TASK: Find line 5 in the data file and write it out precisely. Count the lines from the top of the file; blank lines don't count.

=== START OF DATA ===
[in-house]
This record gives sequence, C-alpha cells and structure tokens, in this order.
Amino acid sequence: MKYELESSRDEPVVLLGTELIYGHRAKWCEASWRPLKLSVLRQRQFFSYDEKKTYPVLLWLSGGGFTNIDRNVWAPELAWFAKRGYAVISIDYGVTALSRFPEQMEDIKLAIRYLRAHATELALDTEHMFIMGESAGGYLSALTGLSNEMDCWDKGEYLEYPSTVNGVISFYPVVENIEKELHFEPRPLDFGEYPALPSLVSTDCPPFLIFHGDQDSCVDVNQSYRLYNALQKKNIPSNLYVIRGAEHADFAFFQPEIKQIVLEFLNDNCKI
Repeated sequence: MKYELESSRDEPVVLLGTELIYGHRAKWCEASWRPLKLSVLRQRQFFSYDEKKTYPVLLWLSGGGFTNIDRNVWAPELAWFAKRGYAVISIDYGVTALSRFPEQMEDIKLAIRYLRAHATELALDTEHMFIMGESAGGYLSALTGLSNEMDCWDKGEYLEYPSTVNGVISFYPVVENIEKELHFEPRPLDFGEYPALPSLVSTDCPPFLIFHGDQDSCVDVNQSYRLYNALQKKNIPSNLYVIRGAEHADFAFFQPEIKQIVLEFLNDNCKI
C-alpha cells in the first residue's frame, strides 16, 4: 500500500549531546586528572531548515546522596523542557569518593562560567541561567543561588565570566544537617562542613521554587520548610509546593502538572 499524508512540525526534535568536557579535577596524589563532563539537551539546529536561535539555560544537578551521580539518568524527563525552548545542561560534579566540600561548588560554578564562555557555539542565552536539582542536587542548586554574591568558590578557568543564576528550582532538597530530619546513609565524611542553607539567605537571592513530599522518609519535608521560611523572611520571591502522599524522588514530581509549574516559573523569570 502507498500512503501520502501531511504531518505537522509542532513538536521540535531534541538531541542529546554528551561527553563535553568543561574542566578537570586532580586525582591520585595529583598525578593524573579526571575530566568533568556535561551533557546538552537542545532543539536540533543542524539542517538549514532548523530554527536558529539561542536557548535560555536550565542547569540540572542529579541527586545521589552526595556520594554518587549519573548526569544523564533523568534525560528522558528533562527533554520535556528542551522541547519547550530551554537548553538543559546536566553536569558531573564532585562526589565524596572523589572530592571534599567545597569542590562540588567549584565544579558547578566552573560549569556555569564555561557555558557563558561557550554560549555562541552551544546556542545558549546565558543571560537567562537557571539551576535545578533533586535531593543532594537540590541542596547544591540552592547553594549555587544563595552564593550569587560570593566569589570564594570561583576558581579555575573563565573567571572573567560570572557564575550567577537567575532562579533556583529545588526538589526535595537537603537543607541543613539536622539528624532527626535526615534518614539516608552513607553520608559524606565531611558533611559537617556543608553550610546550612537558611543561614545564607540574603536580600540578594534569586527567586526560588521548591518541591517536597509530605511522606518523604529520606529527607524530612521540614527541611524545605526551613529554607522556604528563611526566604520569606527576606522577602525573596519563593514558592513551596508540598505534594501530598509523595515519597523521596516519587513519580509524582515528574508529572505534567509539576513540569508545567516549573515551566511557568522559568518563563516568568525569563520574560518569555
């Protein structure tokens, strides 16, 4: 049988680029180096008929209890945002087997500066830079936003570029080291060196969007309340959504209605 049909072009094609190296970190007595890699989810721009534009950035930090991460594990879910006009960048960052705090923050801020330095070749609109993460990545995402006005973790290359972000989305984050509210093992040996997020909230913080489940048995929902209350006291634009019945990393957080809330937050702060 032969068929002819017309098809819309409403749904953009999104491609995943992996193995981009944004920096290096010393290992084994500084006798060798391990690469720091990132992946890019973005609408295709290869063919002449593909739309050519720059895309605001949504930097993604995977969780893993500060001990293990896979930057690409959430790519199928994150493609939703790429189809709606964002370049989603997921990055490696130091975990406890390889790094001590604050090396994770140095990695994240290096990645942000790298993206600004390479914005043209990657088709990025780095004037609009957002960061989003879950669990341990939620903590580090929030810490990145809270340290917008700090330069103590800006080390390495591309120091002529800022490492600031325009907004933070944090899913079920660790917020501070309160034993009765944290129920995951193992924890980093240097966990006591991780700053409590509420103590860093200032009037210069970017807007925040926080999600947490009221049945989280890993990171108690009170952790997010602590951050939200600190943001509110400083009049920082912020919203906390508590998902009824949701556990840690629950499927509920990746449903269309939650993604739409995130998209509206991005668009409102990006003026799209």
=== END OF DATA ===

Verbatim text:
C-alpha cells in the first residue's frame, strides 16, 4: 500500500549531546586528572531548515546522596523542557569518593562560567541561567543561588565570566544537617562542613521554587520548610509546593502538572 499524508512540525526534535568536557579535577596524589563532563539537551539546529536561535539555560544537578551521580539518568524527563525552548545542561560534579566540600561548588560554578564562555557555539542565552536539582542536587542548586554574591568558590578557568543564576528550582532538597530530619546513609565524611542553607539567605537571592513530599522518609519535608521560611523572611520571591502522599524522588514530581509549574516559573523569570 502507498500512503501520502501531511504531518505537522509542532513538536521540535531534541538531541542529546554528551561527553563535553568543561574542566578537570586532580586525582591520585595529583598525578593524573579526571575530566568533568556535561551533557546538552537542545532543539536540533543542524539542517538549514532548523530554527536558529539561542536557548535560555536550565542547569540540572542529579541527586545521589552526595556520594554518587549519573548526569544523564533523568534525560528522558528533562527533554520535556528542551522541547519547550530551554537548553538543559546536566553536569558531573564532585562526589565524596572523589572530592571534599567545597569542590562540588567549584565544579558547578566552573560549569556555569564555561557555558557563558561557550554560549555562541552551544546556542545558549546565558543571560537567562537557571539551576535545578533533586535531593543532594537540590541542596547544591540552592547553594549555587544563595552564593550569587560570593566569589570564594570561583576558581579555575573563565573567571572573567560570572557564575550567577537567575532562579533556583529545588526538589526535595537537603537543607541543613539536622539528624532527626535526615534518614539516608552513607553520608559524606565531611558533611559537617556543608553550610546550612537558611543561614545564607540574603536580600540578594534569586527567586526560588521548591518541591517536597509530605511522606518523604529520606529527607524530612521540614527541611524545605526551613529554607522556604528563611526566604520569606527576606522577602525573596519563593514558592513551596508540598505534594501530598509523595515519597523521596516519587513519580509524582515528574508529572505534567509539576513540569508545567516549573515551566511557568522559568518563563516568568525569563520574560518569555